Article: Paryuṣaṇ

Contributed by M. Whitney Kelting

Paryuṣaṇ is the most important Śvetāmbara Jain festival. It falls in late August or early September on the cusp of the months Śrāvaṇ and Bhādarvā, and lasts eight days.

This festival begins the winding down of the year in the traditional calendar. The end of the old year and the start of the new year is celebrated at Divālī some weeks later.

Paryuṣaṇ features increased ritual observance and participation, particularly in sermons and fasting. Public recitation of the Kalpa-sūtra, fasting and restricted eating, greater focus on religious obligations, and auctions centred around religious objects or activities to raise funds are all characteristics of this festival. Communities celebrate Paryuṣaṇ in activities at both the temple and at home. It is an important public event that demonstrates active membership of both a local congregation and the wider sect of Śvetāmbara Jains.

Digambara Jains celebrate a similar festival called Daśa-lakṣaṇa-parvan, beginning the day after Paryuṣaṇ is completed.

Days and main events of Paryuṣaṇ

The festival of Paryuṣaṇ – often known as Paryushan to contemporary Jains – is the main Śvetāmbara Jain festival. It falls in late August or early September on the cusp of the months Śrāvaṇ and Bhādarvā. Most Śvetāmbara groups celebrate the festival from Śrāvaṇ dark 14th through to Bhādarvā bright 5th. However, the Tapā-gaccha Jains celebrate the festival one day earlier, beginning on Śrāvaṇ dark 13 and ending on Bhādarvā bright 4.

Paryuṣaṇ lasts eight days, with certain rituals taking place at set times. The two central festival days are Mahāvīr Janam Dīvas, on the fifth day, and Saṃvatsarī, which is on the last day. These two days see celebrations involving the whole congregation.

Mahāvīr Janam Dīvas, or the celebration of the birth of Mahāvīra, centres around the public recitation of the Kalpa-sūtra text of the birth of Mahāvīra and the public veneration of objects showing significant scenes and symbols in the story. Taking part in Mahāvīr Janam Dīvas celebrations marks one's membership of a particular congregation.

On Saṃvatsarī Śvetāmbara Jains perform the annual rite of confession. It is expected that all Jains take part unless they physically cannot participate. Attending the ritual of confession indicates a lay Jain’s membership in the wider Śvetāmbara Jain community.

Paryuṣaṇ is notable for the following points:

  • the central place given to the Kalpa-sūtra
  • the emphasis on fasting and restrictions on eating
  • the paying of more attention to religious obligations, especially fulfilling five specific duties
  • the important role of religious auctions.

Kalpa-sūtra

A painting from a 15th-century manuscript of the Kalpa-sūtra shows Queen Triśalā and her newborn son. He will grow up to become Mahāvīra, the 24th Jina. This is a conventional way of illustrating the birth of a baby who will become a Jina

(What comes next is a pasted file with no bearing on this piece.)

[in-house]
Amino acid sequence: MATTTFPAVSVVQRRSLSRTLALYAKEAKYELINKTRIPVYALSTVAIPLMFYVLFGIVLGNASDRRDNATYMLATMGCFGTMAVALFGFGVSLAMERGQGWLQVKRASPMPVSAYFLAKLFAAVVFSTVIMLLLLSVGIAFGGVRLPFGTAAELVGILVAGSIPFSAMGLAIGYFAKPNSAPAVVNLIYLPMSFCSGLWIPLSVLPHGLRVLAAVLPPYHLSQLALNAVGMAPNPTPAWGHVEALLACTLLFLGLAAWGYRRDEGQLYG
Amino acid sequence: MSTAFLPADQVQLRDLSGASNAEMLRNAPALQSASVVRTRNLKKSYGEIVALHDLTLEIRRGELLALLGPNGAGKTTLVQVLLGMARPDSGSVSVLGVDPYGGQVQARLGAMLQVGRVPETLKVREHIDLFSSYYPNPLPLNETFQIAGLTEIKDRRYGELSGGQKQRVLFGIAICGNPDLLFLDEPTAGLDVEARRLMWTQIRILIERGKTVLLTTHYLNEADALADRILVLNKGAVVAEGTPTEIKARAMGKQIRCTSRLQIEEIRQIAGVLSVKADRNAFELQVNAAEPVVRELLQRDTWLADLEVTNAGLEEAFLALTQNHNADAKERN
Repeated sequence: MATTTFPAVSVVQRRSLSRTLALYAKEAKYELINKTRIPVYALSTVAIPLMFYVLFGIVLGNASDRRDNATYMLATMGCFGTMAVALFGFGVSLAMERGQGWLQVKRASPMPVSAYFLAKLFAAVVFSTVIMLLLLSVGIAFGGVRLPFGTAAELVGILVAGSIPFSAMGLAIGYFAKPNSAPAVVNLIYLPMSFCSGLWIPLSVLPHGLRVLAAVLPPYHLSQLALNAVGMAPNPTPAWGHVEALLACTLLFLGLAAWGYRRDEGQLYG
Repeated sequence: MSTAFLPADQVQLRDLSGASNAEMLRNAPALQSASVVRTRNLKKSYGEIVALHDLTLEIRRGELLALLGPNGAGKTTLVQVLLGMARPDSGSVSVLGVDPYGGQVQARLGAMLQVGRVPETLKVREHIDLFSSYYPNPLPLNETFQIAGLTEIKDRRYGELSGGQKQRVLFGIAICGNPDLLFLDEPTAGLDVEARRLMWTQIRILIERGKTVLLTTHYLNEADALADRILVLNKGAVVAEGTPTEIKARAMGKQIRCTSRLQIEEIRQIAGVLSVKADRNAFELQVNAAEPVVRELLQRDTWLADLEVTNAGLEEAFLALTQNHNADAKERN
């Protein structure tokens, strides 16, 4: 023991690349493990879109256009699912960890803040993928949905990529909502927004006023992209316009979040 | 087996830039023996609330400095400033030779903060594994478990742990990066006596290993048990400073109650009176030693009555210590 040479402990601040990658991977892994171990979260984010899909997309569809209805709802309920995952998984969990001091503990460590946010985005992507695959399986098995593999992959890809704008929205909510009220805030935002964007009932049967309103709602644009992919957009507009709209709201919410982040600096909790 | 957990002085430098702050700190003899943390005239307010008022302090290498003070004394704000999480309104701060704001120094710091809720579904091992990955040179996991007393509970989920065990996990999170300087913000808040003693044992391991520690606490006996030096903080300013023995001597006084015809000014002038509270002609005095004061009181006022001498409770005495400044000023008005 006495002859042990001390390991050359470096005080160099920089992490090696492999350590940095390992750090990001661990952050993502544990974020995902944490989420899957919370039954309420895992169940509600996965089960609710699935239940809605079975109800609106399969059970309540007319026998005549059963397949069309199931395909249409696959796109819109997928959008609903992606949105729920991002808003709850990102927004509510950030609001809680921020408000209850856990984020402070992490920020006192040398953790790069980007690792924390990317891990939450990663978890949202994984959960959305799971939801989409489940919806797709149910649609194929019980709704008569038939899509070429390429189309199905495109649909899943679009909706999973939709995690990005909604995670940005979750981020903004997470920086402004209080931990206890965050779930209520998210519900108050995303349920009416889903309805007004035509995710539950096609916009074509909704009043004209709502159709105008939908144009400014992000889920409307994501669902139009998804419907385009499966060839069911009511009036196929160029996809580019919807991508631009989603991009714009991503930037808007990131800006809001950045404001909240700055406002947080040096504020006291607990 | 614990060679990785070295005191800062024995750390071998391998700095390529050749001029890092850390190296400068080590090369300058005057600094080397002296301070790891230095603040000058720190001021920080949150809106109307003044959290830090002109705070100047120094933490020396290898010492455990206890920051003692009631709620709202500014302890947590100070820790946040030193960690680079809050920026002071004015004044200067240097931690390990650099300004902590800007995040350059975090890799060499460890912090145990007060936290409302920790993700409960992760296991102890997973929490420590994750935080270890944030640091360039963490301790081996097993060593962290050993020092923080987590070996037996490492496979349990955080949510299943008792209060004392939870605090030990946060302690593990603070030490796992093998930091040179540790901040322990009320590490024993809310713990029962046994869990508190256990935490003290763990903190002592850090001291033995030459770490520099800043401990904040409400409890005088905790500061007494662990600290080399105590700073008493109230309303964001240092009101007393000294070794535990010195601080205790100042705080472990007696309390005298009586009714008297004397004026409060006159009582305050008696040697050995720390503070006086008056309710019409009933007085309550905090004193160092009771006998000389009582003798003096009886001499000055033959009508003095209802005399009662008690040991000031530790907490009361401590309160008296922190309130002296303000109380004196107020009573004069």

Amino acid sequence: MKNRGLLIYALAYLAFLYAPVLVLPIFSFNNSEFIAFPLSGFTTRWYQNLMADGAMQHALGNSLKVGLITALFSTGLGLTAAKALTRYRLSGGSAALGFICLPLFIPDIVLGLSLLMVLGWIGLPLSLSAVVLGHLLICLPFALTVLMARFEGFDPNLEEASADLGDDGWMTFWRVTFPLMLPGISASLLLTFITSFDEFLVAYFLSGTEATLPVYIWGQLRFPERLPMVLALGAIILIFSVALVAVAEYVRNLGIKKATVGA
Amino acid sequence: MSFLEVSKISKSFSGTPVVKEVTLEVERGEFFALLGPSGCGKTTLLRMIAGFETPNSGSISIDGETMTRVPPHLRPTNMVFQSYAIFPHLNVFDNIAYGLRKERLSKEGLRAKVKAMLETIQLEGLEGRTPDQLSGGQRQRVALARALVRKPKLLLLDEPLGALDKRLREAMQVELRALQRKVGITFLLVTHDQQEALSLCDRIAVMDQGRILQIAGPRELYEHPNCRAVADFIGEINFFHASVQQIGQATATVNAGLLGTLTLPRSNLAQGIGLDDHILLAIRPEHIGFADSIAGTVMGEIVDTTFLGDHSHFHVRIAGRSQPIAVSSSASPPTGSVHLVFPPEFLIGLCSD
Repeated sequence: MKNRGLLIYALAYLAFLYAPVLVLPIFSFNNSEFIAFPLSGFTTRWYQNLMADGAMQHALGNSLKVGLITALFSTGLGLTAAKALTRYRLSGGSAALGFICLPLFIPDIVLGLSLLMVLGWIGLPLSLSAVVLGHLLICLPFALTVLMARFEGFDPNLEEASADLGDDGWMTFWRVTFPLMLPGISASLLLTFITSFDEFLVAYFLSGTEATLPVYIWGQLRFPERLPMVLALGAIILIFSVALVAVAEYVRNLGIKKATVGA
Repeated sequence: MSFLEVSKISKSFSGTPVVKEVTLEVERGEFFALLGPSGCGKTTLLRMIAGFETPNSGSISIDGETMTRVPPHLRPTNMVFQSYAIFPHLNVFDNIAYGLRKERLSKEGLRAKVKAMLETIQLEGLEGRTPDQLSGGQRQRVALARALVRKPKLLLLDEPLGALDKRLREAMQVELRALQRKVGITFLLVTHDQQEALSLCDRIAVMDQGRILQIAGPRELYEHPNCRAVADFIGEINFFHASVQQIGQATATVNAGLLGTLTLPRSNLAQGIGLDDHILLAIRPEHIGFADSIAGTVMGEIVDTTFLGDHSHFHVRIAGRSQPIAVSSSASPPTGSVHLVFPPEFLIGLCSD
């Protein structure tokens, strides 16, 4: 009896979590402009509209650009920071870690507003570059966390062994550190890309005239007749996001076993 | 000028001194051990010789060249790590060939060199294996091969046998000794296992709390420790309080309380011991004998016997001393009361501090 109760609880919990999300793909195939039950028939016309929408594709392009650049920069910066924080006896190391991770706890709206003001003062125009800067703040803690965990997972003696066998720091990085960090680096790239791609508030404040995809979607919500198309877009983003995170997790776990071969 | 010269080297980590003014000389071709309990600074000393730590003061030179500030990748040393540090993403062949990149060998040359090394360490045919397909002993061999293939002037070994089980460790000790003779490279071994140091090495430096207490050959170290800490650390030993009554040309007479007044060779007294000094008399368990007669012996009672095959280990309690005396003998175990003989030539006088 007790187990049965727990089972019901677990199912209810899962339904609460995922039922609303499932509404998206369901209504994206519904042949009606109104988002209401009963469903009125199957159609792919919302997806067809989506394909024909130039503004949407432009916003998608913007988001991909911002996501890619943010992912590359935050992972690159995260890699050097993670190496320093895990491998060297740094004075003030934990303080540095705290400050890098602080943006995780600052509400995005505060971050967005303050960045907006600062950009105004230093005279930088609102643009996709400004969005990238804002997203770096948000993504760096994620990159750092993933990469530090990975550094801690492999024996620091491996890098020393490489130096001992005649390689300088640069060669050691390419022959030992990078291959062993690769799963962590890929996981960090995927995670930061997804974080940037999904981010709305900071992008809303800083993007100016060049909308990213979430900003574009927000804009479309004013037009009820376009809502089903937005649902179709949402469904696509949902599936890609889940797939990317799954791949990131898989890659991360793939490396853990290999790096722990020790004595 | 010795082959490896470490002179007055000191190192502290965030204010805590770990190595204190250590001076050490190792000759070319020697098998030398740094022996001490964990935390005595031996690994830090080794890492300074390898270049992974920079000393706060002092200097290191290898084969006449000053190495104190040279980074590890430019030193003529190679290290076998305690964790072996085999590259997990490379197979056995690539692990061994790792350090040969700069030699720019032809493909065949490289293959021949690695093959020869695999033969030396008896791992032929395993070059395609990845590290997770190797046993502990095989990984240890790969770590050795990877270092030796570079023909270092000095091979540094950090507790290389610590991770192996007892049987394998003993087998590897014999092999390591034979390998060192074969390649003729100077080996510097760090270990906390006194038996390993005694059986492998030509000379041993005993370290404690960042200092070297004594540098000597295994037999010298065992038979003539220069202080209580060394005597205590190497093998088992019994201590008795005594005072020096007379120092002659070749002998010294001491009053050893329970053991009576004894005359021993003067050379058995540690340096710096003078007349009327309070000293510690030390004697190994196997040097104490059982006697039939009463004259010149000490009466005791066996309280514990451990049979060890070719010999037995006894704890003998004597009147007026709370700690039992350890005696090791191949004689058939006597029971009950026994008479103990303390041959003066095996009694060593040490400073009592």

Mahāvīra and his mother Triśalā
Image by British Library © CC0 1.0 (Creative Commons Public Domain)

At the centre of the annual festival of Paryuṣaṇ is the recitation of the fifth-century Kalpa-sūtra and its 17th-century commentary. This commentary is a translation into Gujarati of the Sanskrit commentary of Vinayvijay. The recitation takes five days and has three rituals or observances that are particularly significant.

The first observance takes place on the fourth day of the festival. It consists of the procession of the Kalpa-sūtra manuscript to the location where the recitations will be performed and then the opening performances.

The second ritual is in the afternoon on the fifth day of the festival. It is the recitation of the story of the conception and birth of Mahāvīra, as told in the Kalpa-sūtra. Monks may also display pictures of the story to the congregation. This day – Mahāvīr Janam Dīvas – revolves around the celebration of Mahāvīra‘s birth.

The third observance takes place in the morning of the eighth and last day of the festival. It is the auspicious unbroken recitation of the core text of the Kalpa-sūtra, the 'Barsā-sūtra' – the ‘1200 verses’.

Fasting during Paryuṣaṇ

Panchmela dal – five lentil curry – is a popular Rajasthani dish, especially during the Śvetāmbara festival of Paryuṣaṇ. Lasting eight days, the festival is marked by fasting and food restrictions. Many Jains give up all vegetables during Paryuṣaṇ.

Panchmela dal
Image by sarverr62 © CC BY-NC-SA 2.0

Both lay and mendicant Jains limit the types and amounts of food they eat. A vegetarian diet is the cornerstone of Jain restrictions on food while fasting is widespread, particularly for lay women and ascetics. Restrictions on food and fasting are often the focus of vows that both lay and ascetic Jains may take.

It is particularly common for Jains to introduce extra food restrictions or to complete fasts during Paryuṣaṇ. At the least, all those who take part in the annual rite of confession are expected to fast the night before the ceremony. However, most Jains will perform some kind of food restrictions beyond this. For example, most families will give up all vegetables during the eight days of the festival, living entirely on grains, pulses and dairy products. In addition, on any given day – most commonly the first and last day of Paryuṣaṇ – many Jains will perform a full fast or a version of limited eating.

The fasts most associated with Paryuṣaṇ are the three-day fast – Aṭhṭham – and the more difficult eight-day fast – Aṭhṭhāī. During these fasts, the faster takes only water and even the times for drinking water are limited.

These fasts and other longer fasts are organised to end at the same time as the fast-breaking on the morning after Saṃvatsarī, the last day of the festival.

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